Do radical-right parties render political debate more negative? Recent studies indicate they might. But Vicente Valentim and Tobias Widmann show this is not true in Germany, where political discourse among mainstream parties becomes more positive when confronted with rhetoric from radical-right challengers
Radical-right actors and parties have, in recent years, become extremely successful in countries around the world. In Europe, far-right parties have seen increasing electoral success, many entering parliaments or even governments. In Germany, radical-right parties have not traditionally enjoyed significant support, failing to cross the 5% electoral threshold at national level. This changed in 2017, with the first-time success of radical-right party Alternative für Deutschland (AfD).
far-right parties do not just hold extreme positions on topics such as immigration. They also differ from mainstream parties in the way they communicate
What are the implications of radical-right success for parties and the political landscape overall? Studies find that radical-right success can normalise previously stigmatised behaviour, even inducing mainstream parties to ‘react’ to the new challenger parties. A recent study found that parties adjusted policies in reaction to successful radical right challengers, shifting toward more anti-immigrant positions. But far-right parties do not just hold extreme positions on topics such as immigration. They also differ from mainstream parties in the way they communicate.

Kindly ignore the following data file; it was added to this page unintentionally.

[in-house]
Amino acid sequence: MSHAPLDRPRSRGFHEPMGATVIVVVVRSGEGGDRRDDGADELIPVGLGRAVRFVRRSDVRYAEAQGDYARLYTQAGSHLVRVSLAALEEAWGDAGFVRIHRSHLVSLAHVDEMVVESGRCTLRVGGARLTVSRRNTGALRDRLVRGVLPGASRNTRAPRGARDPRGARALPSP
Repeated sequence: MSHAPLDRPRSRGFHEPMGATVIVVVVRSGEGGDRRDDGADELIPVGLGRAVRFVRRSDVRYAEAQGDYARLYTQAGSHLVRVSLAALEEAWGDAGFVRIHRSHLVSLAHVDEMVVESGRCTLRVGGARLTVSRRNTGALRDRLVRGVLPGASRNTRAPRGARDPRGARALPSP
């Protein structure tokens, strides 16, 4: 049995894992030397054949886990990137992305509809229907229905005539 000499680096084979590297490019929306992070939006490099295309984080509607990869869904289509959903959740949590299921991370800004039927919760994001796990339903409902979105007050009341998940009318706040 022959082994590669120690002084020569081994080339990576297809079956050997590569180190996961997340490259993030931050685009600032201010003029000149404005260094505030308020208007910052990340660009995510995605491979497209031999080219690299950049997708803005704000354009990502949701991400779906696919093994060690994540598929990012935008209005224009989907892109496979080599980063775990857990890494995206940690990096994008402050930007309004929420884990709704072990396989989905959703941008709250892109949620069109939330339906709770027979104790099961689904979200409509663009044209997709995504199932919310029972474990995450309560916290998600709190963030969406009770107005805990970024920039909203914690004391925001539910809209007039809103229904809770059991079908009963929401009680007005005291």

One of the most distinctive characteristics of radical right actors is their use of negative, sometimes even offensive, rhetoric. Compared with mainstream parties, the German radical-right party AfD (and other radical-right parties in Austria and Switzerland) use significantly more negative emotional appeals. These appeals are related to anger, fear, disgust, and sadness. We find similar results in our data – see below.
All this has made politicians and pundits worry that in being successful, radical-right rhetoric might be contagious. They fear it could foster an overall negative tone in debate, which could carry grave consequences for societies. Previous research shows how negative political discourse can increase hostility between partisans of different parties (affective polarisation). Negative discourse can also affect voter turnout, and make minorities withdraw from public life. This prompted us to investigate whether far-right rhetoric really does lead to more negative rhetoric among mainstream parties.
To understand how radical-right parties influence the discourse of mainstream parties, we looked at political debate in Germany. The German federal system has 16 individual parliaments for each German state, meaning AfD politicians entered regional parliaments at different points in time. This allowed us to estimate the effect of their parliamentary entry on the emotional rhetoric of the remaining politicians.